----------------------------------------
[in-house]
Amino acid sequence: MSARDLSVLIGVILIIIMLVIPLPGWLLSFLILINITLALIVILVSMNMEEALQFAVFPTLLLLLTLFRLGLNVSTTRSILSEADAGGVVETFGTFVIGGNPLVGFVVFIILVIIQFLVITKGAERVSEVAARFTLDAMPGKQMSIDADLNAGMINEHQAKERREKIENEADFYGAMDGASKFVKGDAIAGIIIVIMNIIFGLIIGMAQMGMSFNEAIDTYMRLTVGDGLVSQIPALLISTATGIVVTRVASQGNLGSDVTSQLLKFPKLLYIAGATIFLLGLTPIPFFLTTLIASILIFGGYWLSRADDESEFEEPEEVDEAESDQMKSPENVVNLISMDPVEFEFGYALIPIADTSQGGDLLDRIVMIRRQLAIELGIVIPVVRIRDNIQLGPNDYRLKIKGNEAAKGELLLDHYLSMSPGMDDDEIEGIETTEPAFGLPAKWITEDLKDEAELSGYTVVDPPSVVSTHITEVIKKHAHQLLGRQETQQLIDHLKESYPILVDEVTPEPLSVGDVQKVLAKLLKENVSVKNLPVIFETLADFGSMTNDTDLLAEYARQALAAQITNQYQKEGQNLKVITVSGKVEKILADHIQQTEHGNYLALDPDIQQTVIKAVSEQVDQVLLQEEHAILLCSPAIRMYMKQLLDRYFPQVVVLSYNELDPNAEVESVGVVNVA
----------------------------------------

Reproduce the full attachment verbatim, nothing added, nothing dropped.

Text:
[in-house]
Amino acid sequence: MSARDLSVLIGVILIIIMLVIPLPGWLLSFLILINITLALIVILVSMNMEEALQFAVFPTLLLLLTLFRLGLNVSTTRSILSEADAGGVVETFGTFVIGGNPLVGFVVFIILVIIQFLVITKGAERVSEVAARFTLDAMPGKQMSIDADLNAGMINEHQAKERREKIENEADFYGAMDGASKFVKGDAIAGIIIVIMNIIFGLIIGMAQMGMSFNEAIDTYMRLTVGDGLVSQIPALLISTATGIVVTRVASQGNLGSDVTSQLLKFPKLLYIAGATIFLLGLTPIPFFLTTLIASILIFGGYWLSRADDESEFEEPEEVDEAESDQMKSPENVVNLISMDPVEFEFGYALIPIADTSQGGDLLDRIVMIRRQLAIELGIVIPVVRIRDNIQLGPNDYRLKIKGNEAAKGELLLDHYLSMSPGMDDDEIEGIETTEPAFGLPAKWITEDLKDEAELSGYTVVDPPSVVSTHITEVIKKHAHQLLGRQETQQLIDHLKESYPILVDEVTPEPLSVGDVQKVLAKLLKENVSVKNLPVIFETLADFGSMTNDTDLLAEYARQALAAQITNQYQKEGQNLKVITVSGKVEKILADHIQQTEHGNYLALDPDIQQTVIKAVSEQVDQVLLQEEHAILLCSPAIRMYMKQLLDRYFPQVVVLSYNELDPNAEVESVGVVNVA